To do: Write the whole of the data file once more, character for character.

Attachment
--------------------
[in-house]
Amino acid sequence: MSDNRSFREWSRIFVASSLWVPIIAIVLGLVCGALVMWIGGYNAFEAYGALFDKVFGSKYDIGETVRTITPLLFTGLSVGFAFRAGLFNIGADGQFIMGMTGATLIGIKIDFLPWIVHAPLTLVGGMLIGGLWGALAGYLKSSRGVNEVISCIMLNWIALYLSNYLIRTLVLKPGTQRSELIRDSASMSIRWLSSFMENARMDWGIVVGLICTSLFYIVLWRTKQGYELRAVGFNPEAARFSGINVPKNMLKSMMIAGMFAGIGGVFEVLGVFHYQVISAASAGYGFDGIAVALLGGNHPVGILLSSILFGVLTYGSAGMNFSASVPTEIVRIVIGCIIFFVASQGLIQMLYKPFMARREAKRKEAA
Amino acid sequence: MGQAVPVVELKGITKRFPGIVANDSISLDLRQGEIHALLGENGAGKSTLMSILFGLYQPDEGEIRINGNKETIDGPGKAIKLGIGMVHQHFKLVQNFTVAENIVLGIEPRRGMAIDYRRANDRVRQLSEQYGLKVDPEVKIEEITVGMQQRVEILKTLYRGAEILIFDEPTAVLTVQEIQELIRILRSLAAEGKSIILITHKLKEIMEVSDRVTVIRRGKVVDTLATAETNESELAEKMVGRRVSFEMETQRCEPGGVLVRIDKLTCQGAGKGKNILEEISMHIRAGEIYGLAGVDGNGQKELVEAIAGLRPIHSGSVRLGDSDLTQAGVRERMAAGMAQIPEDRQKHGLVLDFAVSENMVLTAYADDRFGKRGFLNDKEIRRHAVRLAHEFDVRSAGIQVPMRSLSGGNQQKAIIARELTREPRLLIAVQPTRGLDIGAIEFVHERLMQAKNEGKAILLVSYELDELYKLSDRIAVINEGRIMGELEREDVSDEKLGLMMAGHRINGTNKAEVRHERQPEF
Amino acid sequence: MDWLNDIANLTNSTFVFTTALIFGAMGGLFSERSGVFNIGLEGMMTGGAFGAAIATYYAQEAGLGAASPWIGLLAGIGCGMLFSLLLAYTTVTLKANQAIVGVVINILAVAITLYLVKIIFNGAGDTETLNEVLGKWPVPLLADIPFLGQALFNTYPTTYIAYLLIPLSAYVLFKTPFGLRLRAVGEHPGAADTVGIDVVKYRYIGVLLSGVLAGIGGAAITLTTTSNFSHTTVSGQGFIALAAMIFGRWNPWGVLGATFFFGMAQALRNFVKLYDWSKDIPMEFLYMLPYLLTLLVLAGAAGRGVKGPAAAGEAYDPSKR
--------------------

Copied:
[in-house]
Amino acid sequence: MSDNRSFREWSRIFVASSLWVPIIAIVLGLVCGALVMWIGGYNAFEAYGALFDKVFGSKYDIGETVRTITPLLFTGLSVGFAFRAGLFNIGADGQFIMGMTGATLIGIKIDFLPWIVHAPLTLVGGMLIGGLWGALAGYLKSSRGVNEVISCIMLNWIALYLSNYLIRTLVLKPGTQRSELIRDSASMSIRWLSSFMENARMDWGIVVGLICTSLFYIVLWRTKQGYELRAVGFNPEAARFSGINVPKNMLKSMMIAGMFAGIGGVFEVLGVFHYQVISAASAGYGFDGIAVALLGGNHPVGILLSSILFGVLTYGSAGMNFSASVPTEIVRIVIGCIIFFVASQGLIQMLYKPFMARREAKRKEAA
Amino acid sequence: MGQAVPVVELKGITKRFPGIVANDSISLDLRQGEIHALLGENGAGKSTLMSILFGLYQPDEGEIRINGNKETIDGPGKAIKLGIGMVHQHFKLVQNFTVAENIVLGIEPRRGMAIDYRRANDRVRQLSEQYGLKVDPEVKIEEITVGMQQRVEILKTLYRGAEILIFDEPTAVLTVQEIQELIRILRSLAAEGKSIILITHKLKEIMEVSDRVTVIRRGKVVDTLATAETNESELAEKMVGRRVSFEMETQRCEPGGVLVRIDKLTCQGAGKGKNILEEISMHIRAGEIYGLAGVDGNGQKELVEAIAGLRPIHSGSVRLGDSDLTQAGVRERMAAGMAQIPEDRQKHGLVLDFAVSENMVLTAYADDRFGKRGFLNDKEIRRHAVRLAHEFDVRSAGIQVPMRSLSGGNQQKAIIARELTREPRLLIAVQPTRGLDIGAIEFVHERLMQAKNEGKAILLVSYELDELYKLSDRIAVINEGRIMGELEREDVSDEKLGLMMAGHRINGTNKAEVRHERQPEF
Amino acid sequence: MDWLNDIANLTNSTFVFTTALIFGAMGGLFSERSGVFNIGLEGMMTGGAFGAAIATYYAQEAGLGAASPWIGLLAGIGCGMLFSLLLAYTTVTLKANQAIVGVVINILAVAITLYLVKIIFNGAGDTETLNEVLGKWPVPLLADIPFLGQALFNTYPTTYIAYLLIPLSAYVLFKTPFGLRLRAVGEHPGAADTVGIDVVKYRYIGVLLSGVLAGIGGAAITLTTTSNFSHTTVSGQGFIALAAMIFGRWNPWGVLGATFFFGMAQALRNFVKLYDWSKDIPMEFLYMLPYLLTLLVLAGAAGRGVKGPAAAGEAYDPSKR